I have always been interested in forgotten pieces of history, particularly where lives have been barely recorded, distorted by mis-telling, or eroded over time. It is the fragment that excites me – that scrap of information where my imagination begins to fill in the rest. When I was flicking through a book of Victorian photography, I came across the reproduction of a carte-de-visite. It was captioned ‘Unidentified Bearded Lady, Age 23’. She was dressed smartly in a veil and corseted gown, holding a book. Her name, written in looping font, had been smudged and lost. Nothing more was said about her. It was this that was the seed behind Circus of Wonders.
Over the weeks that followed, I found many more fragments and pieces of information about Victorian performers, involved in the so-called ‘freak show’, a booming industry which traded physical difference as a form of entertainment. There were throwaway references in poems to ladies ‘with skin white as snow’, but nothing more was said about them. About some personages, there was much more information – for example Charles Stratton, a little person acquired by P. T. Barnum and dubbed ‘Tom Thumb’, who achieved stratospheric fame and wealth. But next to nothing was written in his own voice; rather, his showman, P. T. Barnum, wrote numerous books about his own commercial success and his role in securing Stratton’s renown. How did we know so much about Barnum and so little about those who worked for him? The comparative silence speaks volumes about the power imbalance.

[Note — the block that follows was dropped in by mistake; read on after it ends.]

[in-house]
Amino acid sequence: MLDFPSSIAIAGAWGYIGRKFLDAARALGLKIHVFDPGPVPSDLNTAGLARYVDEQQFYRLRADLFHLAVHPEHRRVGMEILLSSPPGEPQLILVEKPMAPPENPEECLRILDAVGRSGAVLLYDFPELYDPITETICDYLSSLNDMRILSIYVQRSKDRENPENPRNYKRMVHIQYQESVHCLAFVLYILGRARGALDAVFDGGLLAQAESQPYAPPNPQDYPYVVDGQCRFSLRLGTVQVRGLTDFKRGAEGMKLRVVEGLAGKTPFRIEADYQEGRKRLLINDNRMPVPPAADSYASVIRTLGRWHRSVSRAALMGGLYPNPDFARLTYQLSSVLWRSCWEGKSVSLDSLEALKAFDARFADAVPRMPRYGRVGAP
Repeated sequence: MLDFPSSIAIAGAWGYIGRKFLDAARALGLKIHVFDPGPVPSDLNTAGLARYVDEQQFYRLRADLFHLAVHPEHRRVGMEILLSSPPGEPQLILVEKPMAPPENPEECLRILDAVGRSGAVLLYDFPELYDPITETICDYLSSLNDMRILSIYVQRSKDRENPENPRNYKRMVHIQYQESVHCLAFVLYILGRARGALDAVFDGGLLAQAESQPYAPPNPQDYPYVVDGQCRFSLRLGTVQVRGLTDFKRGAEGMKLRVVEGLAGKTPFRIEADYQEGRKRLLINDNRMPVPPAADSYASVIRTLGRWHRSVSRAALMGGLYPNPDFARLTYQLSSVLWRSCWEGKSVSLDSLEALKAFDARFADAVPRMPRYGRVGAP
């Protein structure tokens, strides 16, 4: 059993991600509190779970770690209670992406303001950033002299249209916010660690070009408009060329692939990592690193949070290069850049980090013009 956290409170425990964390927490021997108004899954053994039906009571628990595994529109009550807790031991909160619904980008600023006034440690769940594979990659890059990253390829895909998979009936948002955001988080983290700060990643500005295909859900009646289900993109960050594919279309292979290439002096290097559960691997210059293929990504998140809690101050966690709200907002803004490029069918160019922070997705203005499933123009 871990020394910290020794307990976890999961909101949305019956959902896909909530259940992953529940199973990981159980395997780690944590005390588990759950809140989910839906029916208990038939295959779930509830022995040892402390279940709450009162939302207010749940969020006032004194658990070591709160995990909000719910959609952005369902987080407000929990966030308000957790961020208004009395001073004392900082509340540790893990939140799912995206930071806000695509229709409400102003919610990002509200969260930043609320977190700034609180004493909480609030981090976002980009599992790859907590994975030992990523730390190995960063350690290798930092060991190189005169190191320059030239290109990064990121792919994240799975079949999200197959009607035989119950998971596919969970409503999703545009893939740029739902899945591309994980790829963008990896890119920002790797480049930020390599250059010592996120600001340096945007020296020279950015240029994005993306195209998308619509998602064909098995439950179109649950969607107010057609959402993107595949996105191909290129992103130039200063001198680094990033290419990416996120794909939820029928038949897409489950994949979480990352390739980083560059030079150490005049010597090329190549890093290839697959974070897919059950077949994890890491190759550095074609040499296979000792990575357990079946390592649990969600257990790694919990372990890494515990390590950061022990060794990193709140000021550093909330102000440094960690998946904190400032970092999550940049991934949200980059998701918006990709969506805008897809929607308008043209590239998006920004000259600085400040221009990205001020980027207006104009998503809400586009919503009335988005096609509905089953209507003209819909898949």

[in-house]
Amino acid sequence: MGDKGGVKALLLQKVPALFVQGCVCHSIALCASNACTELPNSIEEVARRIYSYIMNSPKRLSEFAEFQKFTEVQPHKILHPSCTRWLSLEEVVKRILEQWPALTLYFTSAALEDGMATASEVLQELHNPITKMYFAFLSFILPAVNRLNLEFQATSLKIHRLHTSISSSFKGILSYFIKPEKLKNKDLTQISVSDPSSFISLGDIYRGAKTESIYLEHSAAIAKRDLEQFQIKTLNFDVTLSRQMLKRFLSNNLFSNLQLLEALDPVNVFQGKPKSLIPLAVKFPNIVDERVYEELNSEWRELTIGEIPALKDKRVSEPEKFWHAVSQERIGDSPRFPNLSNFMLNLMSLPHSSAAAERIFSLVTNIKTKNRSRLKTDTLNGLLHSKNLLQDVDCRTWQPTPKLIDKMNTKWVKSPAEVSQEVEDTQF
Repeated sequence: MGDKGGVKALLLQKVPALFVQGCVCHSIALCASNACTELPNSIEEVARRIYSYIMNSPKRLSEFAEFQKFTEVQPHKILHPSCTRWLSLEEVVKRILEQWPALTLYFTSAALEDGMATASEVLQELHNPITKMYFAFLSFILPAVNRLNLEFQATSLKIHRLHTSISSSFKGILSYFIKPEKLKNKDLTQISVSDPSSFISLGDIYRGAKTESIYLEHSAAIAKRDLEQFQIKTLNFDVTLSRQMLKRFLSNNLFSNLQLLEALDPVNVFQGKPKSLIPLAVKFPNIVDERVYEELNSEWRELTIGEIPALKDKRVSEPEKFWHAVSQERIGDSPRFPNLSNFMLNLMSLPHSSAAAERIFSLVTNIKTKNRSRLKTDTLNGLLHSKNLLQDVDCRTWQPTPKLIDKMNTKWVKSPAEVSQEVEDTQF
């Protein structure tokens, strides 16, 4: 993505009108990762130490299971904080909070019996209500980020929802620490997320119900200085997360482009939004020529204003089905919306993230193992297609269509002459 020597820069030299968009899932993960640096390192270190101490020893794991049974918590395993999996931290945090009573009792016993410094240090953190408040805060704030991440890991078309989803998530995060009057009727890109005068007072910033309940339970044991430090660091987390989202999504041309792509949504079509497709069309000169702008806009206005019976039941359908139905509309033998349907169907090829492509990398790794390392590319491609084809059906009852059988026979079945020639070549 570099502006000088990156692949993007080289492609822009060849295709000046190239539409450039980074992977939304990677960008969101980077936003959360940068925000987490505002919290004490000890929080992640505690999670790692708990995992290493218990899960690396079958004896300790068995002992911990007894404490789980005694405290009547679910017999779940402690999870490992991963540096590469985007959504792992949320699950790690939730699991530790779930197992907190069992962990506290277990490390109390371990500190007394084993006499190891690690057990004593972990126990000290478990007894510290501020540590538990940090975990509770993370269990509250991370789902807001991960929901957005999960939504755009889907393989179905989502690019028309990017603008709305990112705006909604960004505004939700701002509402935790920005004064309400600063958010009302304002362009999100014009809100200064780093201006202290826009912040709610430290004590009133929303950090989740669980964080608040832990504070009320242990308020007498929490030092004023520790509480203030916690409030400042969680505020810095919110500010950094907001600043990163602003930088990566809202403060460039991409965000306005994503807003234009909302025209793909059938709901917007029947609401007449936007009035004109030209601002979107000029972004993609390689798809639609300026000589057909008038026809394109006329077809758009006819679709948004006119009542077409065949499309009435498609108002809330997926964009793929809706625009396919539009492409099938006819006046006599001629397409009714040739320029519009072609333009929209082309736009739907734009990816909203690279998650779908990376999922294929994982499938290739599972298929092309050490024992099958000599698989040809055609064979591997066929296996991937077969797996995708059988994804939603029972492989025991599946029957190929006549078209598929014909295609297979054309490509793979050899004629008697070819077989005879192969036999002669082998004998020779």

these were real people about whom so many stories had already been spun by media and showmen, their voices silenced and their histories overwritten by those who profited from their lives.
From there, I researched and researched and researched. I learned so much about those involved in this Victorian spectacle – and was particularly interested in that complex line between exploitation and empowerment. I filled my house with books about the circus, and read many contemporary narratives too. Initially, I thought of writing about real historical figures. But when I sat down to write, it felt like I was invading their privacy – these were real people about whom so many stories had already been spun by media and showmen, their voices silenced and their histories overwritten by those who profited from their lives. And that is when I started writing about Nell – a girl who works in a flower farm in southern England, who finds herself sold to Jasper Jupiter, and from there her fame spreads like wildfire. Storytelling became a central theme of the novel. The novel became about Nell’s quest to tell her own story, unshaped by the showman who bought her. As Nell puts it towards the end of the book, ‘every writer is a thief and a liar’.
Elizabeth Macneal was born in Scotland and now lives in East London. She is a writer and potter and works from a small studio at the bottom of her garden. The Doll Factory, Elizabeth’s debut novel, was a Sunday Times bestseller, has been translated into twenty-nine languages and has been optioned for a major television series. Circus of Wonders is her second novel.